As I looked into giving them answers, I slowly learned that I was fulfilling the role of a product designer. Soon, this became my most favourite part of the job.

Art and creativity have always been an important part of my life from childhood, but I’d never seen them as a viable career choice.

In discovering product design, I found I could have a career that incorporated my original passion for technology, the business acumen I learned in college, and the creative side I had left for my personal life.

That eureka moment as you discover your dream role isn’t so elusive, but it often requires a lot of hard work, willingness to try new things and to start over if necessary.

Sometimes it all starts with just asking: What part of your day do you enjoy the most? Now, is there a way to make that your full-time job? — then having the courage to follow through.

Where can people follow you?

Twitter or Medium

Michael Wong (Mizko) — Founder & Creative Director at Mizko Media, Sydney, Australia

Nationality:

Australian 🇦🇺

What things you wish you knew when you started in design?

It’s very rare to find someone who can design, market, build and also think about the business side of things when it comes to entrepreneurship.

To create successful products requires team collaboration. No matter how great you are, you will always do better work in a team environment.

With that said, I do wish I continued to push myself in the coding world. I was a 50/50 split of a designer and front-end developer but decided to focus all my attention on design, growth and business side of product development. If I was comfortable wrangling all the code, who knows what I’d be building.

The best advice I received would be the lessons I’ve learnt from building my side projects. Nothing beats first-hand experiences.

People can tell you things, but until you push yourself out there and take action, it’s just words. Yes, quotes are inspiring and motivational, but my advice to you would be, build that idea you’ve always had.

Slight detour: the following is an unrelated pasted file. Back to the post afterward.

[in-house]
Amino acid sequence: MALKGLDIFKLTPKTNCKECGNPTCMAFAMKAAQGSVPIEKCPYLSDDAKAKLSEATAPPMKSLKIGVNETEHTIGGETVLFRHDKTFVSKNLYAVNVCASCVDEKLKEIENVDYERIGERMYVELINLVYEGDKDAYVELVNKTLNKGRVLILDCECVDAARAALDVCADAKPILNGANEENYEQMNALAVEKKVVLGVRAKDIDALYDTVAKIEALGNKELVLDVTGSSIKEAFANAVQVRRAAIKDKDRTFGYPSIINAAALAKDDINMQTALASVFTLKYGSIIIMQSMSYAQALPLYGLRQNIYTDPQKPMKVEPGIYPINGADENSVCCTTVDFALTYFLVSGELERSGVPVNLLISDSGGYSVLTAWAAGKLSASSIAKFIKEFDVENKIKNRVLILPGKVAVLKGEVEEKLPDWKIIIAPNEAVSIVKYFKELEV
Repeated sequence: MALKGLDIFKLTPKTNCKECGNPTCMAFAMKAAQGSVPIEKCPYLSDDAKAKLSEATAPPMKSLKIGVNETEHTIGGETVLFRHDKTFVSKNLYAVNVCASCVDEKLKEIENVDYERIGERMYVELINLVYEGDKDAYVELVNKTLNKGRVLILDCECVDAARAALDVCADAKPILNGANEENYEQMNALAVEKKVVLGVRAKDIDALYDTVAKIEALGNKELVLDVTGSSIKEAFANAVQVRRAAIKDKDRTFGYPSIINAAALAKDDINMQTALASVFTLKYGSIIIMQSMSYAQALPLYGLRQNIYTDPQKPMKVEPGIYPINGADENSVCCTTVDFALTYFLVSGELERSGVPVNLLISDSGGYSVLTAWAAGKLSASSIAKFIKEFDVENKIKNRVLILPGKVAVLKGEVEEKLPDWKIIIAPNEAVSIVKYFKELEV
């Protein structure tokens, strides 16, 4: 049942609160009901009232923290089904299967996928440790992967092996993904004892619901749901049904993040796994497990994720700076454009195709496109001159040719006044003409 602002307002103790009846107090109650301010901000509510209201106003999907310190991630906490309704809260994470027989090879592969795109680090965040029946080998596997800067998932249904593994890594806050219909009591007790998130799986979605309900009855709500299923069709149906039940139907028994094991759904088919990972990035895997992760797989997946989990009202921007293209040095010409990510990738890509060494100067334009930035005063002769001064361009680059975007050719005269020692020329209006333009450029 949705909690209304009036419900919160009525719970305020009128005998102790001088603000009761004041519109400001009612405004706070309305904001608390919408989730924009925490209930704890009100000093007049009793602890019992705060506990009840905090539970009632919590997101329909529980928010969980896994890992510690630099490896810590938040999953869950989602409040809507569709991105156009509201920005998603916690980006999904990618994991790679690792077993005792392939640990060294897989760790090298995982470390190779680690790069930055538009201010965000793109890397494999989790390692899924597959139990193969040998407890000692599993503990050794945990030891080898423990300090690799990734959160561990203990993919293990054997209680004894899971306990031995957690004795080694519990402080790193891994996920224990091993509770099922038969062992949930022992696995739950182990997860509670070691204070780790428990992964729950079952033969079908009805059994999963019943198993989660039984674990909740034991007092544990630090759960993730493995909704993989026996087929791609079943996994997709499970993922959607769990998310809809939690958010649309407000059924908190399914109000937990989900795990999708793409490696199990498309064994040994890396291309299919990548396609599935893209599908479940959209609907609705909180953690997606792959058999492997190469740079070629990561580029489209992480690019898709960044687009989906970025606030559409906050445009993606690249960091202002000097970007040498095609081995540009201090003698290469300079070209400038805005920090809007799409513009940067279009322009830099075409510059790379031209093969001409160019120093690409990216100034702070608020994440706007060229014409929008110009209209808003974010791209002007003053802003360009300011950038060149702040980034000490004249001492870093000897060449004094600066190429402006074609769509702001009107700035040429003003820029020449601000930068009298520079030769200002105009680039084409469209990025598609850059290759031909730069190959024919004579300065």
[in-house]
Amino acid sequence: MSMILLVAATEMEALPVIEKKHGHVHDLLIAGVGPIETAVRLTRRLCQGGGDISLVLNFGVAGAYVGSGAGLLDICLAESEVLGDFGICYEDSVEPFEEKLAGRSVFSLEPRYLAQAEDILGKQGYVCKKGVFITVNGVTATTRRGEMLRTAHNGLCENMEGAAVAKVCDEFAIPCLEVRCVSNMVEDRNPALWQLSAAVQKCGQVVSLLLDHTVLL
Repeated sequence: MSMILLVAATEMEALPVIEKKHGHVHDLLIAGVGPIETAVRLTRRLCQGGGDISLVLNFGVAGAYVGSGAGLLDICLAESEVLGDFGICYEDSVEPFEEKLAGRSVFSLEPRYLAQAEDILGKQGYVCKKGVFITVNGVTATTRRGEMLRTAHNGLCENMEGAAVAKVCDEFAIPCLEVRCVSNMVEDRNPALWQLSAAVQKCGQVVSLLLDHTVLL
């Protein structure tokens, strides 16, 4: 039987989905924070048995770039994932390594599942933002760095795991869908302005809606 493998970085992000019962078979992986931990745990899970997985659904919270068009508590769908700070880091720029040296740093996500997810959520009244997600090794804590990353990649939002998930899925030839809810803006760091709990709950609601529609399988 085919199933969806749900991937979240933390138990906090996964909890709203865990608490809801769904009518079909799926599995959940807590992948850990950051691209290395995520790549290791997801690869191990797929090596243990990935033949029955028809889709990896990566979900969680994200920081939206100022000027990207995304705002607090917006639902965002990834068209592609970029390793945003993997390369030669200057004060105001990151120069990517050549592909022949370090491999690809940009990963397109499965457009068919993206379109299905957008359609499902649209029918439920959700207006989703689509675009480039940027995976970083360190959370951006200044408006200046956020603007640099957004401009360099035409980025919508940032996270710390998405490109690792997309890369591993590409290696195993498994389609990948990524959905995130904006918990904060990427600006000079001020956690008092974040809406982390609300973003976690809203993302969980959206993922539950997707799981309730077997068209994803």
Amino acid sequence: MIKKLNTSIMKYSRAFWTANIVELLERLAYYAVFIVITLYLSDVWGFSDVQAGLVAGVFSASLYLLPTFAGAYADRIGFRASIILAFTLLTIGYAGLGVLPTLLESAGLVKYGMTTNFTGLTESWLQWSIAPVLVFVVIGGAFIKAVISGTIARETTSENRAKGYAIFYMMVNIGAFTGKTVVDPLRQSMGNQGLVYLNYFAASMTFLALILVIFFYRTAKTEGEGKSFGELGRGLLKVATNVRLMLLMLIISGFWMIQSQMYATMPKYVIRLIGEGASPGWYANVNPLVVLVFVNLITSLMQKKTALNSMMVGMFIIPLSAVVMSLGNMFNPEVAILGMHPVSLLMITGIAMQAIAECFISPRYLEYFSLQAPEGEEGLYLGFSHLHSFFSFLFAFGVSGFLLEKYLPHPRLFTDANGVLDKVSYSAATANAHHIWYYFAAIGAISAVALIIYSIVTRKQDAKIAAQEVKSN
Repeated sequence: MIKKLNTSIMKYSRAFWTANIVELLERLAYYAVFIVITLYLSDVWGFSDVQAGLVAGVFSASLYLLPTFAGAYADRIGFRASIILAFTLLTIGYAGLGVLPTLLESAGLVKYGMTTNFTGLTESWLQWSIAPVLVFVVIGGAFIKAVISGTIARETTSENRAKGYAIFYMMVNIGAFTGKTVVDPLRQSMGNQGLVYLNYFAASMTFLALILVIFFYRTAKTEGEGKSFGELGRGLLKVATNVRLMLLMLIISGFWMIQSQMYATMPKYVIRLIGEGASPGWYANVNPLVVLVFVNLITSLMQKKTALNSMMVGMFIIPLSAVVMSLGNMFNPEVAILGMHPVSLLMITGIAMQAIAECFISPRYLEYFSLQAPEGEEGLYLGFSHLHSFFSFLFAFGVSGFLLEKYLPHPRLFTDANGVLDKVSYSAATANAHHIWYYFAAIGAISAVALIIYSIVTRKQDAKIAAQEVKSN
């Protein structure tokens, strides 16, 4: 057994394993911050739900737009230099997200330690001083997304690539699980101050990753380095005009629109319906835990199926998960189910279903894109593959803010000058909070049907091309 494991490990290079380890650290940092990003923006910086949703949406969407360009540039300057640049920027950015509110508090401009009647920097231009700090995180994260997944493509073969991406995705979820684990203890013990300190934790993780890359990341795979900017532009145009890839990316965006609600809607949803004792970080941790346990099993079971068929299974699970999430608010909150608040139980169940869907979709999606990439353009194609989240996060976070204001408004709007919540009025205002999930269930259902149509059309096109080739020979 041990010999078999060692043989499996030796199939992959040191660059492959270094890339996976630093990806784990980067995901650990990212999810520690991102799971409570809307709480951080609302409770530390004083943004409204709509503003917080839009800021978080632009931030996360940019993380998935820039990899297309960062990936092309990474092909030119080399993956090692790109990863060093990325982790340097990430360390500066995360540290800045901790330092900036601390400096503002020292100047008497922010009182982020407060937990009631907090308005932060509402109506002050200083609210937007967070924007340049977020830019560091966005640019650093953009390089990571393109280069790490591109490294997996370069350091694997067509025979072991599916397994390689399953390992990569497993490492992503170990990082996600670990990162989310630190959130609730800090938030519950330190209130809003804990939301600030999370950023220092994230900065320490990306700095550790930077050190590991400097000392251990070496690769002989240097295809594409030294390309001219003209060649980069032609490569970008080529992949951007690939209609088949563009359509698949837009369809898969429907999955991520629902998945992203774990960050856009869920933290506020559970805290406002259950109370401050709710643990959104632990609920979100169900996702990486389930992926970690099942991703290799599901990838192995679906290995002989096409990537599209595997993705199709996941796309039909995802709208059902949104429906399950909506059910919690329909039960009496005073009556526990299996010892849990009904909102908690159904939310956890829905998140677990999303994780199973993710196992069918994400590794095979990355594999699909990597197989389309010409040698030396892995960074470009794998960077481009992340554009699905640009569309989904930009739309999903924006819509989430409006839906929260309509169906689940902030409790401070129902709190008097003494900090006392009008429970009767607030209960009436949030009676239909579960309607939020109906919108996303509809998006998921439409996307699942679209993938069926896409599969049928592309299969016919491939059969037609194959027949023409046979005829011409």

It’s not that hard. If you have an idea:

1. Buy a domain
2. Design your product
3. Put it out there and try to get traction
4. Set up a goal; Member count? Revenue?
5. Track your progress

Push yourself and see how far you can take your idea! When you put your mind to it, you’ll realise it’s not that hard. Don’t take it too seriously, have fun and enjoy the ride.

If you have any questions don’t hesitate to reach me on Twitter (@mizko) or on The Designership. I’d be more than happy to help you out.

Where can people follow you?

Twitter and my Dribbble

Kymberlee Ide — Vice President, Experience Design (CX & UX), McCann

Nationality:

Canadian 🇨🇦

What things you wish you knew when you started in design?

I’m going to quote what David Droga recently said at the Cannes Lions Awards because it perfectly summarises this for me:

“Caring makes you want to work harder. People can’t pay you to care. People can’t teach you to care. But when you find something that you care about, you give it everything you’ve got. You never settle. And you are always pushing to learn and be better and support those around you.” All I’ve tried to do in my career is care.”

To be successful in this career, you have to care…and you have to care a lot. You have to care about the users, the experience, the client, the industry, your impact, the process, the results, the benefits, the obstacles, etc. There is so much to care about, but in the end — you have to care.